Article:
But the label said no nitrates

But The Label Says No Added Nitrates

What are nitrates?

Nitrates and nitrites are preservatives frequently found in preserved meats such as deli meats, hot dogs, sausages, etc. Nitrates are seen as the less harmful of the two, however, they can turn into nitrites which are linked to more serious health concerns.

Nitrites help keep the meats looking pink and can prevent the growth of listeria or botulinum bacterias. Unfortunately, however, consuming high amounts of nitrates and nitrites can be bad for your health. And nitrites can further degrade into nitrosamines (which are highly carcinogenic) when exposed to the amino acids in the stomach. 

Health impact of nitrates

Studies have shown that people who eat a lot of processed meats tend to have a higher than average risk for cancer including pancreatic and gastrointestinal cancers. Other studies indicate a link between nitrosamines and diabetes, Alzheimer’s, and liver disease. So even if you’re not highly sensitive to nitrates, consuming a lot of them is not a good idea. 

“No nitrates” on the label

Sometimes you’ll see labels that say “no nitrates.” You may be wondering how they’re preserving the food.  The answer is they’re still using nitrates, they’re just using a different form, usually celery juice or celery salts.

This is a case of manufacturer manipulation. Because of what these food/based nitrates are, the current FDA rules allow for the product to be labeled either No Nitrates or No Added Nitrates. (Similar to how they allow certain glutamate-rich products to be labeled no added MSG).

Because of consumer demand for cleaner labeling, some food producers are choosing to manufacture with these food-based nitrates. They then use Front-of-Package terminology to lure consumers to their products. However, some people are very sensitive to nitrates, even the food-based ones. So once again it comes down to reading the ingredient panel and knowing what’s in what you are eating.

Symptoms of allergy or sensitivity

The symptoms of nitrate sensitivity include headaches, sinus issues, stuffy nose, sneezing, runny nose, itching, hives, or asthma. It can be difficult to pick out if it’s specifically due to nitrates as these symptoms can be found with other ingredients as well.

If you think you are sensitive you can check with a doctor for an allergy test. You can also do an elimination diet and avoid all sources of nitrates. Those added to the food, as well as the vegetable-based sources listed below. When doing an elimination diet it’s important to keep a food journal so you can closely track your symptoms in relation to the food you are consuming.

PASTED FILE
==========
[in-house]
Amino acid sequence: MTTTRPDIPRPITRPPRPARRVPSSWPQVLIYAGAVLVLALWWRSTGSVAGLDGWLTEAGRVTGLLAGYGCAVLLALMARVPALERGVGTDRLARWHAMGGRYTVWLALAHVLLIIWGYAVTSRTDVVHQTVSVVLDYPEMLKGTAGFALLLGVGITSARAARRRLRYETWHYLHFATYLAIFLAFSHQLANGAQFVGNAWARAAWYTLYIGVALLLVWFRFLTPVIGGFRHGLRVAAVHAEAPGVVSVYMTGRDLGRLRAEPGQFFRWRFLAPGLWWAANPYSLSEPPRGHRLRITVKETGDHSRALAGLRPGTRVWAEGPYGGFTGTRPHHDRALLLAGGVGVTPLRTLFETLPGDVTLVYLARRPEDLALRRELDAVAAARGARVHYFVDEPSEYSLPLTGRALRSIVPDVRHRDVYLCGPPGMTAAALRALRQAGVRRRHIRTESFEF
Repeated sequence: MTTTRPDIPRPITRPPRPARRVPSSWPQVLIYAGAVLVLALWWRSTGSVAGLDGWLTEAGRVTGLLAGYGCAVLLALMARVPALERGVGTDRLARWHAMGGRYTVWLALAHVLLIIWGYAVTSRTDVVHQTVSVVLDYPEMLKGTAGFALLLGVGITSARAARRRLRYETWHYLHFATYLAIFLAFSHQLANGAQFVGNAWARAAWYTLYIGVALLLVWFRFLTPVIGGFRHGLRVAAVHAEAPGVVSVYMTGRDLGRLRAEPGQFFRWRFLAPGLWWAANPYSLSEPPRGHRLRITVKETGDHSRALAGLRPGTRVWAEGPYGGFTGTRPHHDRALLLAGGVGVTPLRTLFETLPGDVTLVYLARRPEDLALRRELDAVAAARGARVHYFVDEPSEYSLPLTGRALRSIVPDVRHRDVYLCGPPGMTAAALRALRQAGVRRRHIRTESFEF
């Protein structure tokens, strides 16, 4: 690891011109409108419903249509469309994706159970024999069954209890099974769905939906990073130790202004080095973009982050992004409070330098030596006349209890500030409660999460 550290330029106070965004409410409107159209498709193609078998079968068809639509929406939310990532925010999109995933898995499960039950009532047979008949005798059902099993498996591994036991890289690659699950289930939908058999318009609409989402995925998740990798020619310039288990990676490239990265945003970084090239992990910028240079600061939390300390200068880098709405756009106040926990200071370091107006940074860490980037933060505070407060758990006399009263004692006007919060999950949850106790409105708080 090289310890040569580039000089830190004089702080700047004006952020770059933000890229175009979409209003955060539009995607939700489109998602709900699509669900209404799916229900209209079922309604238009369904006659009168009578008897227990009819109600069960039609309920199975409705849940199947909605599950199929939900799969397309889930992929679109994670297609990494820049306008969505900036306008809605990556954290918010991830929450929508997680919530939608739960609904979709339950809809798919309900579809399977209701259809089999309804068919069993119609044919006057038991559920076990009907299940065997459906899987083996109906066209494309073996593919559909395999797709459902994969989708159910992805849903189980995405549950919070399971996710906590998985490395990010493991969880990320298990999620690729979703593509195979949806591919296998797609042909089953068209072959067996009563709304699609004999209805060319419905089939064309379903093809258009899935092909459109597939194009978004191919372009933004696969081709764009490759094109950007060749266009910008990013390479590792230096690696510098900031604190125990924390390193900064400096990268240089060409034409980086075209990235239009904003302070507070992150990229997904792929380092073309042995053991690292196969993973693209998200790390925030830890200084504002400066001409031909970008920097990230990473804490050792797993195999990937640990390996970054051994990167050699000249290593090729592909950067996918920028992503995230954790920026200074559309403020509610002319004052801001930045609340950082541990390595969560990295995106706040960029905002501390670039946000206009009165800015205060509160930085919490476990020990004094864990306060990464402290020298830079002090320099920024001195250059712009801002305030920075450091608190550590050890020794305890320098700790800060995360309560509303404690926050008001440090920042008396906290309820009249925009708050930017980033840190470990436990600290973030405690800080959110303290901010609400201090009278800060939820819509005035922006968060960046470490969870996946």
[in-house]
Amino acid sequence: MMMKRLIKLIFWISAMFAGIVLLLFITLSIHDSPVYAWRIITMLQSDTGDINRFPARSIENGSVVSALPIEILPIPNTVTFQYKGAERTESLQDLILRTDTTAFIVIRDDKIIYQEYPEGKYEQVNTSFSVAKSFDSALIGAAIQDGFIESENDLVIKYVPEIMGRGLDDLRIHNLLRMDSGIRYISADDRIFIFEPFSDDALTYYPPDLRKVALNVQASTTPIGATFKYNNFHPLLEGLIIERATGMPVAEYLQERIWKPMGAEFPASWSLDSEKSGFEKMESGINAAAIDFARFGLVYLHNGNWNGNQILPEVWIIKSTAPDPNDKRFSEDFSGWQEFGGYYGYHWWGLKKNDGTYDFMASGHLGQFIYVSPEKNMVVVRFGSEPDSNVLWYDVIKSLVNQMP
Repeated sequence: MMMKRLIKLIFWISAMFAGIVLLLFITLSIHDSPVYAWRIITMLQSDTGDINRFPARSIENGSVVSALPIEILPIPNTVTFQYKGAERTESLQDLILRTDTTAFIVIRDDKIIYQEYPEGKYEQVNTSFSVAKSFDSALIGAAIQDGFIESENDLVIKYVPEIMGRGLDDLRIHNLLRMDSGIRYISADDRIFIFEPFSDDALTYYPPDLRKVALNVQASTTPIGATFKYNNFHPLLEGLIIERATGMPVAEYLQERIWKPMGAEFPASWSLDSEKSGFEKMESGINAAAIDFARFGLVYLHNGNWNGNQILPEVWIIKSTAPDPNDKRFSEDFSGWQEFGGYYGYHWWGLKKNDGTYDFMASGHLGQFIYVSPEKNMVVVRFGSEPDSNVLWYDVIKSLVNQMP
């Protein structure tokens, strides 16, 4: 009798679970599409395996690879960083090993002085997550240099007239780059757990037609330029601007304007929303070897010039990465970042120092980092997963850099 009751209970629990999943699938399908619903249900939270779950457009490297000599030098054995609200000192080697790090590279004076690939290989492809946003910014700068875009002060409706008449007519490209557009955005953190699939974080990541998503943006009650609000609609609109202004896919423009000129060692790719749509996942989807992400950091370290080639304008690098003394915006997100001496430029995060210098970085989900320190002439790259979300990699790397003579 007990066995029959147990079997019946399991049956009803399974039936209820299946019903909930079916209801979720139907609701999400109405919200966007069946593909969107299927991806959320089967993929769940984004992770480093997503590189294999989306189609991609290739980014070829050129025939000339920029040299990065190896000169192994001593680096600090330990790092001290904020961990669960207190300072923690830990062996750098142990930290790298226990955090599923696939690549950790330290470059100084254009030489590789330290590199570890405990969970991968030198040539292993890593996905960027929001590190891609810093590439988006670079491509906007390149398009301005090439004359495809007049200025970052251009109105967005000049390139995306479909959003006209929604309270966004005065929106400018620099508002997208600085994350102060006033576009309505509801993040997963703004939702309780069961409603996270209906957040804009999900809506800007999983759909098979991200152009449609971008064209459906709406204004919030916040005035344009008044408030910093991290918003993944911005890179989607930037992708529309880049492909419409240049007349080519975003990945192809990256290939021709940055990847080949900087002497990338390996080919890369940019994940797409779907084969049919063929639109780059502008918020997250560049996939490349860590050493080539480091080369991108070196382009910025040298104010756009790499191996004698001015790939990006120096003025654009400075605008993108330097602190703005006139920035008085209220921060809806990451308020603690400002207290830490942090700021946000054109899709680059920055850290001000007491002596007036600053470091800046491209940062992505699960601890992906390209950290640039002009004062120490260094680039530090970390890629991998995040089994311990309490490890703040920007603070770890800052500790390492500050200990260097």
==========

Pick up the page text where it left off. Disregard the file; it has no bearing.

Food sources of nitrates

High nitrate vegetable sources include:

  • Beets
  • Cabbage
  • Carrots
  • Celery
  • Collard Greens
  • Green beans
  • Lettuce
  • Parsley
  • Radishes
  • Spinach

Plus, when these ingredients are juiced, the longer they sit the more the nitrates convert to nitrites. So if you make juice that includes these kinds of vegetables, it’s best to drink it right away rather than letting it sit.

If you’re looking to consume low nitrate vegetables, these are:

  • Artichokes
  • Asparagus
  • Broad Beans
  • Eggplant
  • Garlic
  • Green beans
  • Mushrooms
  • Onions
  • Peas
  • Peppers
  • Summer Squash
  • Sweet Potatoes
  • Tomatoes

It’s also important to know that industrial fertilizers are high in nitrates. This means that commercially grown crops tend to have higher levels. In other words, the more nitrate-rich the soil they are grown in, the higher the nitrate level in these vegetables.

Sources
 

  • Hord N.G., Conley M.N. (2017) Regulation of Dietary Nitrate and Nitrite: Balancing Essential Physiological Roles with Potential Health Risks. In: Bryan N., Loscalzo J. (eds) Nitrite and Nitrate in Human Health and Disease. Nutrition and Health. Humana Press, Cham.
  • Nothlings, Ute, et al. Meat and Fat Intake as Risk Factors for Pancreatic Cancer: The Multiethnic Cohort Study. Journal of the National Cancer Institute. Vol. 97, No. 19. October 5, 2005.
  • Tong, M, et al. Nitrosamine Exposure Causes Insulin Resistance Diseases: Relevance to Type 2 Diabetes Mellitus, Non-Alcoholic Steatohepatitis, and Alzheimer’s Disease. J Alzheimers Dis. 2009; 17(4): 827–844.
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About Mira

Mira Dessy is The Ingredient Guru. A holistic nutrition professional, author, and a popular public speaker, she knows that it's not just what you eat, but what's in what you eat. She is the author of The Pantry Principle: how to read the label and understand what’s really in their food. Dessy is a Board Certified Holistic Health Practitioner whose mission is to educate and empower consumers. She curates the Lean Clean Green Subscription box, the premier, organic, earth-friendly, healthy, sustainable subscription box which can be found online at https://theingredientguru.memberbox.com